Heppner gazette-times. (Heppner, Or.) 1925-current, November 17, 1938, Image 1

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Volume 54, Number 36
Football Season
Reviewed; Farewell
Given Belanger
Lions Recognize
Successful Season,
Agent's Work
"It's the usual thing for the coach
to pat the team on the back, and
vice versa whenever a team emerges
victorious from the season; but the
credit for Heppner high school's
success this year m'ust go to the
boys," said Coach Robert Knox who
appeared before the Monday Lions
luncheon on invitation of the ser
vice club. Appearing also was Em
ery Coxen, captain of the team which
completed the season by defeating
every team met and suffered but one
defeat. The defeat, 6-0, by Arlington,
was later retaliated when Heppner
won, 25-0.
The coach cited several instances
of how the "wrong play at the
right time" made Heppner touch
downs, and in his turn Captain Cox
en who did most of the quarterback
ing, told of some of the "boners."
In the final game at Hermiston on
Armistice day, which Heppner won,
6-0, Coxen said one of these oc
curred. It so happened that the team
had an end-run play and a pass play
with the same number, but on the
pass play the word "pass" was add
ed. He intended to call the pass play,
and didn't realize until after the
play had started that he had omitted
"pass" in the huddle, and was for a
moment nonplused when Milt Mor
gan with the ball started galloping
out around end. Coxen said he ad
mired .the coach's spirit, for he
wasn't satisfied with just telling
how it was done; he also got in
there and showed them.
Spencer Crawford also told some
highlights of the games from the
spectator's viewpoint, and conv
mended the boys' fine showing of
sportsmanship and cooperation thru-
out the season.
Lion Joe Belanger was tendered a
farewell party by the club, as he was
to leave this week with Mrs. Belan
ger on a two weeks' vacation before
taking his new position as research
cooperative agent at Moro. The club
rehearsed his valuable service here
as county agent and active club
member, and presented him with a
token of esteem.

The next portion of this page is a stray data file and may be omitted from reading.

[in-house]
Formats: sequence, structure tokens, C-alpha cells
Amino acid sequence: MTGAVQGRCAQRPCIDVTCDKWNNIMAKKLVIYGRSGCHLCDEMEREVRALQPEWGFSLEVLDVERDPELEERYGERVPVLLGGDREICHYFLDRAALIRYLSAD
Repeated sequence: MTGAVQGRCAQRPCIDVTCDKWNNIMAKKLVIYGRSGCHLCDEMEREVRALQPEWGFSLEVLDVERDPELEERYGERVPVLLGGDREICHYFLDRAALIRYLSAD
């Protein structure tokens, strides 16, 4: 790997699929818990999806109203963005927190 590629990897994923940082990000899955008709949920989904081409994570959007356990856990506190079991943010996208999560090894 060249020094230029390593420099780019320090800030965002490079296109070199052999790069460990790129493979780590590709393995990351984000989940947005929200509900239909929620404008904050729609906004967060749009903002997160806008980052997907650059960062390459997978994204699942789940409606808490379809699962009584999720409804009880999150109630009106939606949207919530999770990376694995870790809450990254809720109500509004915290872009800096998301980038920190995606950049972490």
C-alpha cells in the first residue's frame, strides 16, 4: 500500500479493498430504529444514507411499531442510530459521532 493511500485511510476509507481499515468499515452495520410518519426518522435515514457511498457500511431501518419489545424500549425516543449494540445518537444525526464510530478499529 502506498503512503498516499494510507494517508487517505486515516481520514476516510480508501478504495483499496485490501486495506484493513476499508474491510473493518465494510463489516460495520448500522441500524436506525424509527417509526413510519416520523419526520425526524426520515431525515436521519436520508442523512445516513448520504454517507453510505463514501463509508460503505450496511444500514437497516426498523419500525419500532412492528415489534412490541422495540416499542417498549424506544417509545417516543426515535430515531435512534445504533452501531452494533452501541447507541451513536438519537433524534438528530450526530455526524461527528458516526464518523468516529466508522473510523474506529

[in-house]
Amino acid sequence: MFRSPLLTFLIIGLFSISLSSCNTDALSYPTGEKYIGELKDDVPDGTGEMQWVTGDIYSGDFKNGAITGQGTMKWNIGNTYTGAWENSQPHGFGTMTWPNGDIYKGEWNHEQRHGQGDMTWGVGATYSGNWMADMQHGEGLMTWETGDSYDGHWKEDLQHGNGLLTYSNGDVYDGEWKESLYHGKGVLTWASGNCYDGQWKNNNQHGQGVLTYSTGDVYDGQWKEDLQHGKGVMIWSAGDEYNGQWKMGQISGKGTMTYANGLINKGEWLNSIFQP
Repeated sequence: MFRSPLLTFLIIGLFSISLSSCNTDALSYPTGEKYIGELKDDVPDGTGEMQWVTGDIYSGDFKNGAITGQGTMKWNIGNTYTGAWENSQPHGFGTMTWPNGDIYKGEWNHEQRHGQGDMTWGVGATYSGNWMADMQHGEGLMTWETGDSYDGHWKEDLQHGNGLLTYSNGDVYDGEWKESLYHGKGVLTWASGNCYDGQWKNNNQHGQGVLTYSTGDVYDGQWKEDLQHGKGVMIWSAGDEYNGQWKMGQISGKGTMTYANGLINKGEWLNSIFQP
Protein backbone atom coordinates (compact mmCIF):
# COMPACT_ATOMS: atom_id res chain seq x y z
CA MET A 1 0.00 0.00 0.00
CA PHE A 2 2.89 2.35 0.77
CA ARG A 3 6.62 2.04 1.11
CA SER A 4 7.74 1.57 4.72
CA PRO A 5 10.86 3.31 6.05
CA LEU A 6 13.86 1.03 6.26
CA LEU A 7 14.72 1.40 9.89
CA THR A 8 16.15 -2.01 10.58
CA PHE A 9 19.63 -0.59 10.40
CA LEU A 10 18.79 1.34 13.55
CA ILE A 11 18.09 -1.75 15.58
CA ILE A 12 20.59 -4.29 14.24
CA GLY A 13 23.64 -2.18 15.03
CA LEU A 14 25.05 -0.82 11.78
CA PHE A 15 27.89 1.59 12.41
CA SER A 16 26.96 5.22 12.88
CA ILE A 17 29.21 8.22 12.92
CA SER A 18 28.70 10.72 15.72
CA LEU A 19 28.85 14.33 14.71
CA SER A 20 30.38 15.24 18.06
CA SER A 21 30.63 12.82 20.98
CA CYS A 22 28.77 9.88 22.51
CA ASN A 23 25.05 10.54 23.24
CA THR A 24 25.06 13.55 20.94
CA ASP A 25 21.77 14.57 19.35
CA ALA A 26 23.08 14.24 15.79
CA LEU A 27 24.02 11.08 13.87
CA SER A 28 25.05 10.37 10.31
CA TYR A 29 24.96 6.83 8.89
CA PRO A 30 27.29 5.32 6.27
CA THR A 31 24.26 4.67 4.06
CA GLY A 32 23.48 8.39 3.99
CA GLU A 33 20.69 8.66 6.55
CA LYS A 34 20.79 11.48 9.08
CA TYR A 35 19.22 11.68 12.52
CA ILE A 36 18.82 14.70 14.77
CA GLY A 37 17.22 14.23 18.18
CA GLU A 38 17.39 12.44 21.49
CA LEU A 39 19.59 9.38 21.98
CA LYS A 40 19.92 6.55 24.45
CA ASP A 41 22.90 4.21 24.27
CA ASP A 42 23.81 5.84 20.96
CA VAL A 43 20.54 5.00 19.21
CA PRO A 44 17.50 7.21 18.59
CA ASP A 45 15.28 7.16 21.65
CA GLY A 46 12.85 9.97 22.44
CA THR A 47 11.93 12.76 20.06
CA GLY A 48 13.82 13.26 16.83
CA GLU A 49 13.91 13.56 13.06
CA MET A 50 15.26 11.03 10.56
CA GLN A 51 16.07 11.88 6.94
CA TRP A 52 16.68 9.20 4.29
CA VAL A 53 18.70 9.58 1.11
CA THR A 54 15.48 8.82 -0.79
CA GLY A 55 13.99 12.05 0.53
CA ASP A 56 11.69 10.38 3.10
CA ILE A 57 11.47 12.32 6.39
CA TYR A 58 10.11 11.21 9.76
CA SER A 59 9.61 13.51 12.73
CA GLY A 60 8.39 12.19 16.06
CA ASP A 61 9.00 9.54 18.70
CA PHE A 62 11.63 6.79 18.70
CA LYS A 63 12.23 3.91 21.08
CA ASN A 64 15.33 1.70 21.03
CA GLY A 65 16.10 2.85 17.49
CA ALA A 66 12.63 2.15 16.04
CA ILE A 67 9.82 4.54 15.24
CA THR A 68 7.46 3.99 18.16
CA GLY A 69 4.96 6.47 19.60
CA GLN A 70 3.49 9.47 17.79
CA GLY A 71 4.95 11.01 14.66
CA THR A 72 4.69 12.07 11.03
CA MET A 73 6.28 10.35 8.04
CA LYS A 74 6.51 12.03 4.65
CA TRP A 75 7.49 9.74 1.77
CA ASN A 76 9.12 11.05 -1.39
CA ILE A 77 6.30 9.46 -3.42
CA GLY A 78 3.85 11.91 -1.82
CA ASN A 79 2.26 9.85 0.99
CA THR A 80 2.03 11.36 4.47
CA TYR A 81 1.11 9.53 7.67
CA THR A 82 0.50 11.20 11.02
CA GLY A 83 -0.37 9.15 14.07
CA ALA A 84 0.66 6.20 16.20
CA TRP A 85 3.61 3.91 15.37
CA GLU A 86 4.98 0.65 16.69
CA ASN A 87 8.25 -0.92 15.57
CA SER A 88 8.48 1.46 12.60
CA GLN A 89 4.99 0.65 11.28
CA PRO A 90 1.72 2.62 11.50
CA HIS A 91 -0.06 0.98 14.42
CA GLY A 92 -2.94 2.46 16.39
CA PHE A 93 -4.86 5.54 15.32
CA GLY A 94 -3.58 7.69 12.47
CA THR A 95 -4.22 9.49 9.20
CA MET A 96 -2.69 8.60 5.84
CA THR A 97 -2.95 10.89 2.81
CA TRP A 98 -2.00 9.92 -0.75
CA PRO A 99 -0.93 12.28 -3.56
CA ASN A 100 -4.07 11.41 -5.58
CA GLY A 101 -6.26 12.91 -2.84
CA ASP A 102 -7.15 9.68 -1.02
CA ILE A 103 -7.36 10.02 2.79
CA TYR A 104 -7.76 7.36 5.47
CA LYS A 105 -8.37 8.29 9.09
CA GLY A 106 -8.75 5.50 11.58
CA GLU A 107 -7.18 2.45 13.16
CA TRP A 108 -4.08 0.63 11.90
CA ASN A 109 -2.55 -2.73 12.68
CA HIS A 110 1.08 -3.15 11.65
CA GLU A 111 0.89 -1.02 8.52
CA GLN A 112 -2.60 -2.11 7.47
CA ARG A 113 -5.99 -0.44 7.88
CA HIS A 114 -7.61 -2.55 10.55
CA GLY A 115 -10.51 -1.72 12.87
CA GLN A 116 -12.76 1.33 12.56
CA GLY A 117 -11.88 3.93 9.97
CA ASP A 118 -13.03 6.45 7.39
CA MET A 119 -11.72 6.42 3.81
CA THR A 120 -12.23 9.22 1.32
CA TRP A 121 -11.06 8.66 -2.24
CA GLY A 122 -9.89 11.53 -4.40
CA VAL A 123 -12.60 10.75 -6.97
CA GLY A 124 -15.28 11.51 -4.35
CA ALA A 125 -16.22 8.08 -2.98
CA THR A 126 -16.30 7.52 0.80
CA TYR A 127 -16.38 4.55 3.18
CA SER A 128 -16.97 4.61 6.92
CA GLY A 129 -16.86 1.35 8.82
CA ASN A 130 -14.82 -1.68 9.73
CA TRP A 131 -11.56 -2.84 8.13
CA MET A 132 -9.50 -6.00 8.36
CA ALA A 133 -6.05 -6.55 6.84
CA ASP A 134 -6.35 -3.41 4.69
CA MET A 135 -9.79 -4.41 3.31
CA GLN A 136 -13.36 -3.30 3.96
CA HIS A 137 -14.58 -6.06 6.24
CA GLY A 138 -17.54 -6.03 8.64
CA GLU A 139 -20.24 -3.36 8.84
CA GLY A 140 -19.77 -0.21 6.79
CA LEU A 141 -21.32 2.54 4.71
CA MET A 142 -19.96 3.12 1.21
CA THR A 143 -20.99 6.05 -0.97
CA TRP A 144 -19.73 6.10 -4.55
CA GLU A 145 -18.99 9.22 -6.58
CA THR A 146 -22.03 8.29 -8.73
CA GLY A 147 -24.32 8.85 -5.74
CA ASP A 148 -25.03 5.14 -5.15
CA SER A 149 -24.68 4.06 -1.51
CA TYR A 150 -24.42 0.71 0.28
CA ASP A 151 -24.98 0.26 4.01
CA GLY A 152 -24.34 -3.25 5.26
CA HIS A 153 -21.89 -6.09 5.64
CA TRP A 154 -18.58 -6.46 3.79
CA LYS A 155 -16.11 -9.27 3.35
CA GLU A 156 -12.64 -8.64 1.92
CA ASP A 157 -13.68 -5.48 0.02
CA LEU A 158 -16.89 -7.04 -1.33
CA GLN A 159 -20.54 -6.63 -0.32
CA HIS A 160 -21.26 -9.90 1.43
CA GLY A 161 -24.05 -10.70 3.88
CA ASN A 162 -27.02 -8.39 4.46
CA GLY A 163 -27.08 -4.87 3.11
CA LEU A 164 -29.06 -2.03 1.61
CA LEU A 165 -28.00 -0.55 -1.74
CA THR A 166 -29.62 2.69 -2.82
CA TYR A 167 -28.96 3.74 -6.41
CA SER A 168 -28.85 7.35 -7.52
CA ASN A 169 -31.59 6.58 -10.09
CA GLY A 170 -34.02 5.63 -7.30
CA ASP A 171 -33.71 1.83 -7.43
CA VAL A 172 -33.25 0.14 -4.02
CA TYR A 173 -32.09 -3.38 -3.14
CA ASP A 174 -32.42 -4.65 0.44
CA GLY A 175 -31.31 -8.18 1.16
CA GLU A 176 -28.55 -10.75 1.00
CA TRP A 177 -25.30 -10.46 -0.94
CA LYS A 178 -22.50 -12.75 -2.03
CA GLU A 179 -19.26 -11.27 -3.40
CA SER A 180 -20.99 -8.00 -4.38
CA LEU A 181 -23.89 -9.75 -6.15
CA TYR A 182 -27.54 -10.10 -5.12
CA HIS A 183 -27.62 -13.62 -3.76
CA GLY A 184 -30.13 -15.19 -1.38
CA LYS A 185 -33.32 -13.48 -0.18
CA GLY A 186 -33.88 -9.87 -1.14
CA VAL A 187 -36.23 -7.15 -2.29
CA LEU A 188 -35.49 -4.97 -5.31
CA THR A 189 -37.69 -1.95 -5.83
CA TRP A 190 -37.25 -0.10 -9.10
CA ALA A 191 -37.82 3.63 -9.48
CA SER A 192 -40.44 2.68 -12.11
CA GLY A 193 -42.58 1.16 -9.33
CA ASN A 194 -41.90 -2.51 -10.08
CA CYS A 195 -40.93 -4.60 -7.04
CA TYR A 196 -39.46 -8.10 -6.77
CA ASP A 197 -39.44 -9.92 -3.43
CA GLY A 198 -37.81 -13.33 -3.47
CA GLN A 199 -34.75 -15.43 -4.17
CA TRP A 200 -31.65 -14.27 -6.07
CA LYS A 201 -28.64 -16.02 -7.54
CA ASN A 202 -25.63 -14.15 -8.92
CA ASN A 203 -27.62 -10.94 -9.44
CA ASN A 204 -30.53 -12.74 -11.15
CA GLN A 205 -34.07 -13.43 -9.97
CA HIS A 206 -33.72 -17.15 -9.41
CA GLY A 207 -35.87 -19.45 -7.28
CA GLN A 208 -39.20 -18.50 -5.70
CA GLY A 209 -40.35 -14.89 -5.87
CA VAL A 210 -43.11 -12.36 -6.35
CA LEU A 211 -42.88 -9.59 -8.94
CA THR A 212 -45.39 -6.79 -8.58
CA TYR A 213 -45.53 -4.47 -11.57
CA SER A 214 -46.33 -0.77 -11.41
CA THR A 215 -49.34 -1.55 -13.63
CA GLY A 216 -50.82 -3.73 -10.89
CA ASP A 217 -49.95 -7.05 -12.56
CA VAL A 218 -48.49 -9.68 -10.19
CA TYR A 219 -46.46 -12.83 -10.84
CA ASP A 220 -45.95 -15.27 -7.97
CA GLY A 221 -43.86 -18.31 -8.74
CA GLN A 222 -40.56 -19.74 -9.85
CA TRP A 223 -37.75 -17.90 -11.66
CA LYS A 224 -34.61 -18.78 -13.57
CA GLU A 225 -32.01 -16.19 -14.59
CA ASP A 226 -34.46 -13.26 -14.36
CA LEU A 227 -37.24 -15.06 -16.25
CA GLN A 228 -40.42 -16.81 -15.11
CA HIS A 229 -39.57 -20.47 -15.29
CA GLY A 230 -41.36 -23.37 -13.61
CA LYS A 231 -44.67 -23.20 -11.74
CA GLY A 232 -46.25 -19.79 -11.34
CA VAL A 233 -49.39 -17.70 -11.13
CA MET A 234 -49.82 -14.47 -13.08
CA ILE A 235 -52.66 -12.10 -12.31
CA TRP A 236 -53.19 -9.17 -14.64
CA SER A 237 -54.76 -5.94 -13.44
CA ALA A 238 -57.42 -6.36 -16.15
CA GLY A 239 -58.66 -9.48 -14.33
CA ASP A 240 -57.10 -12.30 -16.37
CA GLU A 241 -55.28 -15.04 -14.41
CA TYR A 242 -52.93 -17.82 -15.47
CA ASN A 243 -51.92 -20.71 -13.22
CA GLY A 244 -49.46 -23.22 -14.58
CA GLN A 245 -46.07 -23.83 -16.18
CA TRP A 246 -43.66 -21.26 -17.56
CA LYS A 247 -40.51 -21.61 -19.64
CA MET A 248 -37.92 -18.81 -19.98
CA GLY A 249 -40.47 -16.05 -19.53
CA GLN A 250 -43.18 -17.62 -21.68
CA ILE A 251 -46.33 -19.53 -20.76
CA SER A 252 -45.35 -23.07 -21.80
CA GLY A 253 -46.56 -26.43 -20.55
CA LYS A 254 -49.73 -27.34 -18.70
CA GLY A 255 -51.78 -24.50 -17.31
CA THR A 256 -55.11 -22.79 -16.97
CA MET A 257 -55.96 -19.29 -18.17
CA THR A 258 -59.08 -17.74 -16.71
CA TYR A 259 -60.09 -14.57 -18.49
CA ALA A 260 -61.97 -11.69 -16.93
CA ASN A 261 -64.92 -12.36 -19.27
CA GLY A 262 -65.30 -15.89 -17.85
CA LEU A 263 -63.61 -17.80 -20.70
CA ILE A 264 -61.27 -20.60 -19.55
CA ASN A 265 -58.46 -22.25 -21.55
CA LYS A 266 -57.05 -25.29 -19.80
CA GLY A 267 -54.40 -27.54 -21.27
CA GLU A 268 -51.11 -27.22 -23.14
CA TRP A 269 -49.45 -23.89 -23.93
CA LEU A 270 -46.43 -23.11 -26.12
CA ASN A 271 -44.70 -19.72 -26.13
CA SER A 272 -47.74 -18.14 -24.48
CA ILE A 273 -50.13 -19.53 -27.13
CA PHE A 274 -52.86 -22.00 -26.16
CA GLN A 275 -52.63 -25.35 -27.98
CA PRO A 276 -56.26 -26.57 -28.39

B. C. Pinckney asked cooperation
of club mtmbers in assisting with the
current Red Cross drive. Coach
Knox was introduced by President
F. W. Turner as a new member, and
Mr. Turner announced next week's
program as a "wool program" in
charge of Morrow County unit of
the National Woolgrowers auxiliary,
First FHA Loan
Granted in County
Completion of the first Federal
Housing Act loan in Morrow county
was announced this week.
The loan was obtained by A. E.
JtsurKenbine tor construction or a
new residence on the former Arthur
Smith property in south Heppner.
Contract for construction has been
granted T. Babb, local contractor,
and it is expected work will start in
the near future.
Braden-Bell company announces
a free dance under its sponsorship
to be held at the Legion hall in lone
Saturday evening, Dec. 3, extending
a public invitation to attend. lone
Rebekahs will serve supper. Both
old-time and new tunes will be dis
pensed by the Troubadors.
Heppner Gun club is sponsoring
a turkey and merchandise shoot at
the club grounds, five miles below
the city on the O.-W. highway, next
Sunday the 20th, and extends a
general invitation to the public. Both
trap and rifle shooting will take
Local Capital Goes
Into Baker Mine
H. L. Duvall and A. A. McCabe
of this county have joined a group
of west Umatilla county men in
purchasing a $60,000 mine in the
Baker district. Members of the com
pany, now in process of organiza
tion, met in Heppner Tuesday and
decided to proceed with incorpora
tion as fast as possible. Included
were John Heckman, Clyde Heck
man, Gilbert Smith, Hermiston; Joe
Panco, Cecil Kelely, Hermiston; Joe
Norton, Mt. Vernon; Herb Schesley,
company manager and formerly of
Hermiston; Mr. Gilliam, from whom
the mine is being purchased. Gil
liam is an old-time mining man who
developed and sold the famous "Red
Boy" mine.
The company has already expend
ed $4800 to construct a road in to
the mine, development work on
which has been completed. It owns